The spree killing with the most fatalities to date was conducted with a handgun nobody is proposing to ban and he only needed one. More than a few of these spree killing have also involved the shooter reloading multiple times. If you spent the effort on mental health that we spend blaming Hollywood, video games and guns for these things, you might actually have some useful effect.
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Old July 22, 2012, 09:14 AM   #44
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^ Foolish to think next election is not critical. One more Justice to join Kagan, Sotomayor, Bryer and Ginsberg and we are toast as far as SCOTUS goes. If Kennedy is replaced by nominee by current POTUS everything will change for the worse, possibly forever. The news just drives the agenda and at least four of the justices are waiting for another like minded Justice. Not much talk here about anything but "we got two victories" and ignore that both were 5-4.
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Old July 22, 2012, 09:24 AM   #45
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Quote:
They have to wait awhile to carry out their plan. If they're already expecting to have to plan long term then the wait means nothing to them.
True. Anders Breivik originally went to the Czech Republic, thinking he'd get guns easily. When that didn't work, he returned to Norway and got his guns and ammo legally, enduring the waiting periods, hunting club memberships, and other restrictions present there.

These people are fundamentally broken. They are set on a course. Logistical and legal impediments are of little use stopping them.
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Old July 22, 2012, 09:25 AM   #46
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Agreed. Very critical next election due to the damage that can be done to, and through the SCOTUS. The next Pres will get to appoint two judges.
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Old July 22, 2012, 09:34 AM   #47
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Very critical next election due to the damage that can be done to, and through the SCOTUS.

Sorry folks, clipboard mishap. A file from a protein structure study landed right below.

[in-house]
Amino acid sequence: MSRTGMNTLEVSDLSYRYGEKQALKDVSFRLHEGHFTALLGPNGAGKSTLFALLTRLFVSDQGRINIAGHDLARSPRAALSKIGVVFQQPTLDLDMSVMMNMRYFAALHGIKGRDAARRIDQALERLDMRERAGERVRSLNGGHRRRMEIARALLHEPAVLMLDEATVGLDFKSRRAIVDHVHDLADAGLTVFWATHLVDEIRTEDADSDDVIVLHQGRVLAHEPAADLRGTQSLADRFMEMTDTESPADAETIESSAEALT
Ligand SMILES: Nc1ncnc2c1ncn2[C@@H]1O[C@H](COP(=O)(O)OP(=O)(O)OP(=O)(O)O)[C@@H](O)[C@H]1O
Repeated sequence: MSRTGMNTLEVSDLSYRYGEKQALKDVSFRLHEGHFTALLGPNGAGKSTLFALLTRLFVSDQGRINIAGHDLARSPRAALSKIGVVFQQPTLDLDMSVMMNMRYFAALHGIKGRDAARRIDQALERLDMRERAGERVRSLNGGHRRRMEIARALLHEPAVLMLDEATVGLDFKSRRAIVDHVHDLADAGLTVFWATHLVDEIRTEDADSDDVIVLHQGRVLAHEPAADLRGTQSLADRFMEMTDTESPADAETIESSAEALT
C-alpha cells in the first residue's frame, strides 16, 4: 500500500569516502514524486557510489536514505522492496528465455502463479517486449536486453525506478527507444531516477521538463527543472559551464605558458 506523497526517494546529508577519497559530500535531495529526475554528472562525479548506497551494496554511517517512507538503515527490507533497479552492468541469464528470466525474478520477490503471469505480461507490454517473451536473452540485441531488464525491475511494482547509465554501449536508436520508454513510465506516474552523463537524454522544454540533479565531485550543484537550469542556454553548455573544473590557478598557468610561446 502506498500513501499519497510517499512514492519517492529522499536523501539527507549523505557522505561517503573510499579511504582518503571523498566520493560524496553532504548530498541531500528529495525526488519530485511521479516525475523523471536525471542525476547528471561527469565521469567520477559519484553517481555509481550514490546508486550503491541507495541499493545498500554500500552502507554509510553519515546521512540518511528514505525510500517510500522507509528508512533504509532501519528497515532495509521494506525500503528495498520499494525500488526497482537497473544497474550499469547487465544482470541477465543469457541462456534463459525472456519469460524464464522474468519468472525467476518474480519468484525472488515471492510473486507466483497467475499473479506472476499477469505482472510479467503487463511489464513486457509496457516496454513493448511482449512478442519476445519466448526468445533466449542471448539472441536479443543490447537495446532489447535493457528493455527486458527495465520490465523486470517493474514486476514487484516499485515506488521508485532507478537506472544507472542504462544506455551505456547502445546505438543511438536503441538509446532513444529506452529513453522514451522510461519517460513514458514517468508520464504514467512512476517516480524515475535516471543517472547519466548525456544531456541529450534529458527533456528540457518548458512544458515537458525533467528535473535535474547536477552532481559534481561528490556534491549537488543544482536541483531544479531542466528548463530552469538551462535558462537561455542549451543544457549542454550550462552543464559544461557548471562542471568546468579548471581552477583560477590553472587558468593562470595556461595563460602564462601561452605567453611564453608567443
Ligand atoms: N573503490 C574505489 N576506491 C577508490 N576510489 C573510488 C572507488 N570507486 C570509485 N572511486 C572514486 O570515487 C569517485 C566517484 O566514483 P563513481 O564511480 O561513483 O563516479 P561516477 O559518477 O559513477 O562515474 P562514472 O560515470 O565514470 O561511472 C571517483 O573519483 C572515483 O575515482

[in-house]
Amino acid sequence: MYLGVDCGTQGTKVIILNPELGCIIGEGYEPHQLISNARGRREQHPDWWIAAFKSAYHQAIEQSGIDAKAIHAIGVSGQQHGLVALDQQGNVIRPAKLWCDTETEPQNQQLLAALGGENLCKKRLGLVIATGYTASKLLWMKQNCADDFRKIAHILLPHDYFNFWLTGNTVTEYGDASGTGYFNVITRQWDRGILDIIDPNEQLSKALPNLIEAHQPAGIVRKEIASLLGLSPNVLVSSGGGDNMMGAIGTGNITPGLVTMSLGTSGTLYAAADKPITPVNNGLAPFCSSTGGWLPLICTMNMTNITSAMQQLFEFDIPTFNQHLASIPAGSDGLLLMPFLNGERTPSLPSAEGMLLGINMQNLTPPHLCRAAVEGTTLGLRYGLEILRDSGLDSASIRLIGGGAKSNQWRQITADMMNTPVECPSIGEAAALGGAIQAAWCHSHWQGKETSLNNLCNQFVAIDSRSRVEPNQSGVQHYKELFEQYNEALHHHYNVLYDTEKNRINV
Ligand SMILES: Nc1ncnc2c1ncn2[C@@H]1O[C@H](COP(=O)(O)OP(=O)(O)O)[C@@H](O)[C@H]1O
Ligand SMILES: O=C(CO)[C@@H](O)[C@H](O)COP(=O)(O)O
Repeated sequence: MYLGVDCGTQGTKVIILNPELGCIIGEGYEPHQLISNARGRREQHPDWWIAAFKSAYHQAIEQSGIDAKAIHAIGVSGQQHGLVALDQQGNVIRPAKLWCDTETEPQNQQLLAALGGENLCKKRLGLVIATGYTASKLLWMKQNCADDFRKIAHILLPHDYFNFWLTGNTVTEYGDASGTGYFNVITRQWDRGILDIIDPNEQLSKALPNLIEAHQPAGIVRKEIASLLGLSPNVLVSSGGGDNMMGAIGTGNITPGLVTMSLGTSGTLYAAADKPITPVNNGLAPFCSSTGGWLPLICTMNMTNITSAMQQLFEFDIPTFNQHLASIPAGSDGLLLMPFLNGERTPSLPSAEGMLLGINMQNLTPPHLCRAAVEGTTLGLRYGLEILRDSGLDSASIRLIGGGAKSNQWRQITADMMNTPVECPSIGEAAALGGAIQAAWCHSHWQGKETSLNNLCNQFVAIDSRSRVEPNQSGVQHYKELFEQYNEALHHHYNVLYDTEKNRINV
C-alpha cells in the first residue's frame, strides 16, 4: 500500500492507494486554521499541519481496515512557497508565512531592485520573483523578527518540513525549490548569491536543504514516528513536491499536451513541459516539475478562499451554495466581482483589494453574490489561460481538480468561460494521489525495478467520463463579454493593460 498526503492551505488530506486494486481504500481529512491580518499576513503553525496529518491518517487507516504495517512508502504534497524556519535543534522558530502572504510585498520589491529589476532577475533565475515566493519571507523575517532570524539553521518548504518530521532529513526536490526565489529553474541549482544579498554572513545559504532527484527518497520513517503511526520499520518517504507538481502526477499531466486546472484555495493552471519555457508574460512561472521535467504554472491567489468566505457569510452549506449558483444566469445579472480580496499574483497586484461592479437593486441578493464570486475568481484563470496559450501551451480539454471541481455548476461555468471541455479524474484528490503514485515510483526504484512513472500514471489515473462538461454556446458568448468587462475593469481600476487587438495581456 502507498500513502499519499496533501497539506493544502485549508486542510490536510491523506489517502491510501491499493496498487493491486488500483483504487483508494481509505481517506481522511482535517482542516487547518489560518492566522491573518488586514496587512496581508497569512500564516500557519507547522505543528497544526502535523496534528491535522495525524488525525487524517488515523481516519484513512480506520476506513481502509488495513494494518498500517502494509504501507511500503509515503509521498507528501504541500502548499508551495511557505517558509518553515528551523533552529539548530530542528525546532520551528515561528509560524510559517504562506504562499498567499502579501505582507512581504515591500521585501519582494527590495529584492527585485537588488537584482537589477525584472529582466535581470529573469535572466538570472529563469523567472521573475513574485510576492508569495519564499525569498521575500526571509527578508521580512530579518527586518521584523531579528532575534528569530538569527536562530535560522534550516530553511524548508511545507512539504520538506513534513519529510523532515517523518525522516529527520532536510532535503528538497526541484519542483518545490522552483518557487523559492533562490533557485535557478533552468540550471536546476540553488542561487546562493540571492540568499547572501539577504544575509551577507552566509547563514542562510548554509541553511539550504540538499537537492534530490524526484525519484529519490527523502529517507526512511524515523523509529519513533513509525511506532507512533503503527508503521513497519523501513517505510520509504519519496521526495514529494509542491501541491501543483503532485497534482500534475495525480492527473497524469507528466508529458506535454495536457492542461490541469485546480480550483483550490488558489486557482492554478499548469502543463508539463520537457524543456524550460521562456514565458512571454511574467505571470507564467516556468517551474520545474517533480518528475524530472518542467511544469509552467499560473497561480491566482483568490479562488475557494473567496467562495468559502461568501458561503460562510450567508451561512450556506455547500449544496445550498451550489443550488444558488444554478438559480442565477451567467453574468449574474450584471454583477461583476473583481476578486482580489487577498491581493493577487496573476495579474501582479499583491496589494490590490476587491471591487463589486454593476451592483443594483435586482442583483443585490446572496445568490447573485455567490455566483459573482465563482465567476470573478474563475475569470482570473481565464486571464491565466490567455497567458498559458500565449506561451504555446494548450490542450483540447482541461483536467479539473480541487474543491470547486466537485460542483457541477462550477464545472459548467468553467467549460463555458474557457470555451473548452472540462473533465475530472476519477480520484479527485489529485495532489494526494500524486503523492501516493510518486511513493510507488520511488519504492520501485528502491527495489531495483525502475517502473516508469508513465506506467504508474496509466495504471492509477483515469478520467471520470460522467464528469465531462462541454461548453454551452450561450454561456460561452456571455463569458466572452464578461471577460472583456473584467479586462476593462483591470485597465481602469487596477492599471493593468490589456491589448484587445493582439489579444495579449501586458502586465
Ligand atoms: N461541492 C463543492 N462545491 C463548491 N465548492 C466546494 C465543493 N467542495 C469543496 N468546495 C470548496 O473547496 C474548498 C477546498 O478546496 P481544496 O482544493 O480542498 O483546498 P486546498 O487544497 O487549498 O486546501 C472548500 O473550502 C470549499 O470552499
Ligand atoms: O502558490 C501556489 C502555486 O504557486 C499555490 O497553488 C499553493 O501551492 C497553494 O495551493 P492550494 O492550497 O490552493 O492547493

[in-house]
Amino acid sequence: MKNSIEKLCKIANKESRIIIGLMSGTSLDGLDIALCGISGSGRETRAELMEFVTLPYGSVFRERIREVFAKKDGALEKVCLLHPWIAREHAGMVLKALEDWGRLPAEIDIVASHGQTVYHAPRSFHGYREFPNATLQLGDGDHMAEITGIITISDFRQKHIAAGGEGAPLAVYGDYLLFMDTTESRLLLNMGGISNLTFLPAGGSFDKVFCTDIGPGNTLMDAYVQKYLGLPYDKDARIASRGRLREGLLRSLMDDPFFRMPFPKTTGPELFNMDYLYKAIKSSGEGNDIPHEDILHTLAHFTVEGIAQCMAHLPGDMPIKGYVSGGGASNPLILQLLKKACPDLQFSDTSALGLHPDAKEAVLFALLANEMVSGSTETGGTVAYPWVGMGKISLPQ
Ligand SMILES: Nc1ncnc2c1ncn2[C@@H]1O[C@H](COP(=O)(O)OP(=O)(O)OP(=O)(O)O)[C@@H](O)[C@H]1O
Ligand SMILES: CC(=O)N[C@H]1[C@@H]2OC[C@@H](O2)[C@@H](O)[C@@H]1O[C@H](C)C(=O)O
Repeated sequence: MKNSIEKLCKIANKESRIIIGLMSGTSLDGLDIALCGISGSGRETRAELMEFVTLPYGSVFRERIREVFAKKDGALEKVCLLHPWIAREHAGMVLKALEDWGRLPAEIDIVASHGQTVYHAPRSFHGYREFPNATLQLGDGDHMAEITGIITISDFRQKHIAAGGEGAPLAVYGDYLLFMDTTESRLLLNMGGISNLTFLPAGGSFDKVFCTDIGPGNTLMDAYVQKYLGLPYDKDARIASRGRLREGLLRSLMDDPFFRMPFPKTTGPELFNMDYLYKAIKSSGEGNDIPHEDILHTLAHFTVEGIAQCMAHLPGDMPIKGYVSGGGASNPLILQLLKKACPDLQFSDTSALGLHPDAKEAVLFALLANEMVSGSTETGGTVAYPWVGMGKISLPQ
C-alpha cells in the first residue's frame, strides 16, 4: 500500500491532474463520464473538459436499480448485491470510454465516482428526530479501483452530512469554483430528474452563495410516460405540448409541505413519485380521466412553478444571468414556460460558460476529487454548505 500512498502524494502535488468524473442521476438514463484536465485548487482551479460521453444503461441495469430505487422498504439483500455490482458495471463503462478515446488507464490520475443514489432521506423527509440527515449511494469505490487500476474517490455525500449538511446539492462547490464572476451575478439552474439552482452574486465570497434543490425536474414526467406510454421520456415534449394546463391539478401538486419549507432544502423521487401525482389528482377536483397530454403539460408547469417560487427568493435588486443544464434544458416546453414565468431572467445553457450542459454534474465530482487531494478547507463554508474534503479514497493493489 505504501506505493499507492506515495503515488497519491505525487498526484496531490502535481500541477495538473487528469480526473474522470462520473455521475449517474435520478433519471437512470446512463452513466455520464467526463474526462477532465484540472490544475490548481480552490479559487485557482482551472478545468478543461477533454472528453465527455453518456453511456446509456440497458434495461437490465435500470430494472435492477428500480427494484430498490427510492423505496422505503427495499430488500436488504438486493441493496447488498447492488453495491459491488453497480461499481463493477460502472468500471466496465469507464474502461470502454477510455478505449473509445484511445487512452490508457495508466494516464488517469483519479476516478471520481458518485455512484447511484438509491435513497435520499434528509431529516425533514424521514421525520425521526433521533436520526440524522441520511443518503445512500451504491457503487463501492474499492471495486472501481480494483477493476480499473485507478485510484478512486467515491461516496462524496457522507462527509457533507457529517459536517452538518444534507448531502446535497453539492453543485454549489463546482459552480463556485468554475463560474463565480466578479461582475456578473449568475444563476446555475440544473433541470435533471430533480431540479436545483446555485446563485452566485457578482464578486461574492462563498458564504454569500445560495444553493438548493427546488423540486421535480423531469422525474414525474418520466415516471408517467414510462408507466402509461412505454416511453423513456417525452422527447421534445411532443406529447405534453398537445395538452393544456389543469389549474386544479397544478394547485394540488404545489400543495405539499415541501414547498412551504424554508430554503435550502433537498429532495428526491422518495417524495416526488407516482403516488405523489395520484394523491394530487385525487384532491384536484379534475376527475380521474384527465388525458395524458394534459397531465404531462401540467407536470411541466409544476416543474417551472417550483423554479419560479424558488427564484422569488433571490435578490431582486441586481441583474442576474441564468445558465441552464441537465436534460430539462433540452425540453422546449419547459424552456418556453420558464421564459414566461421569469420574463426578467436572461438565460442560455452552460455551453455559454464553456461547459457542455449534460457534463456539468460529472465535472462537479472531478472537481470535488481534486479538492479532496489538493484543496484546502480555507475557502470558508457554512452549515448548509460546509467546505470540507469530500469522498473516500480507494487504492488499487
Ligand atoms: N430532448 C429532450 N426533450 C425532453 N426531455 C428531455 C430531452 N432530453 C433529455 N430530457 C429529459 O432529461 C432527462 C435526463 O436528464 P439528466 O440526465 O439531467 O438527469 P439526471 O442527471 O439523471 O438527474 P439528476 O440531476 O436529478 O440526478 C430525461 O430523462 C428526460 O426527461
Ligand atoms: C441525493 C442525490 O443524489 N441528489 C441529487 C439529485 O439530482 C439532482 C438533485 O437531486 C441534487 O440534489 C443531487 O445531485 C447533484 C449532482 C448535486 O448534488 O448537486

Well, then vote. I know the turnout numbers from 2006 and 2008.

There was no conspiracy involved. People apparently just couldn't be bothered.
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Old July 22, 2012, 09:37 AM   #48
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“Deadly assault weapons have no place in Massachusetts,” Romney said
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Old July 22, 2012, 09:41 AM   #49
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With regard to voting, one of my pet peeves is that absentee ballots often will only get counted if an election falls within a certain percentage of closeness. This means that a candidate who would have received those votes, won't get them in time to enjoy the "bandwagon" effect - IE that of voters choosing a candidate because he is already doing well in the polls.

Of course, I'll be in Afghanistan this November...

I was on an aircraft carrier for the 2000 election, when the party that now wants to protect illegal aliens from disenfranchisement wanted to disallow military absentee ballots because the APO postal system had postmarked the mail bags, instead of each individual ballot envelope.

(Wonder if our illustrious AG plans to protect military voters this year, or only those voters who can't come up with photo IDs?)

I need to find out if Missouri allows early voting. I'd like to bypass concerns about postmarks, and possibly give my candidates some bandwagon impetus.
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Old July 22, 2012, 09:42 AM   #50
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I'll take my chances as I know what will happen if nothing changes. The media would love nothing more than to keep things as they are after November and use unfortunate tragedies to "make things better."
MLEAKE thank you for your service and yes, a certain party has, for the past few elections purposefully attempted to stop your vote from being counted by going to court, slow-walking ballots etc. As far as I'm concerned, you all should get to pick the POTUS as he is you commander-in-chief and the rules of engagement put your lives at risk, not necessarily mine.